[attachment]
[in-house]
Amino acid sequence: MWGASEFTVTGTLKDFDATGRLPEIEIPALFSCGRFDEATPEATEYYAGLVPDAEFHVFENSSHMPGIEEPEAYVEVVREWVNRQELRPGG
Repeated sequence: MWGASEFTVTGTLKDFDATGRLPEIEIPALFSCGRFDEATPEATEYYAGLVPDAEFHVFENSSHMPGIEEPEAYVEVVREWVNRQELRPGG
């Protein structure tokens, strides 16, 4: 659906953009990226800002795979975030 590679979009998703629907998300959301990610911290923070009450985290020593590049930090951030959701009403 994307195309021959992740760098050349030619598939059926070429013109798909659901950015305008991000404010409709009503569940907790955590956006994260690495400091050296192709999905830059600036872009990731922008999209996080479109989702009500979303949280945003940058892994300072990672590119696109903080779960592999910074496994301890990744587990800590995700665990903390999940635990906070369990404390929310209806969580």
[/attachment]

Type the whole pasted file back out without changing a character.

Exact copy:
[in-house]
Amino acid sequence: MWGASEFTVTGTLKDFDATGRLPEIEIPALFSCGRFDEATPEATEYYAGLVPDAEFHVFENSSHMPGIEEPEAYVEVVREWVNRQELRPGG
Repeated sequence: MWGASEFTVTGTLKDFDATGRLPEIEIPALFSCGRFDEATPEATEYYAGLVPDAEFHVFENSSHMPGIEEPEAYVEVVREWVNRQELRPGG
């Protein structure tokens, strides 16, 4: 659906953009990226800002795979975030 590679979009998703629907998300959301990610911290923070009450985290020593590049930090951030959701009403 994307195309021959992740760098050349030619598939059926070429013109798909659901950015305008991000404010409709009503569940907790955590956006994260690495400091050296192709999905830059600036872009990731922008999209996080479109989702009500979303949280945003940058892994300072990672590119696109903080779960592999910074496994301890990744587990800590995700665990903390999940635990906070369990404390929310209806969580």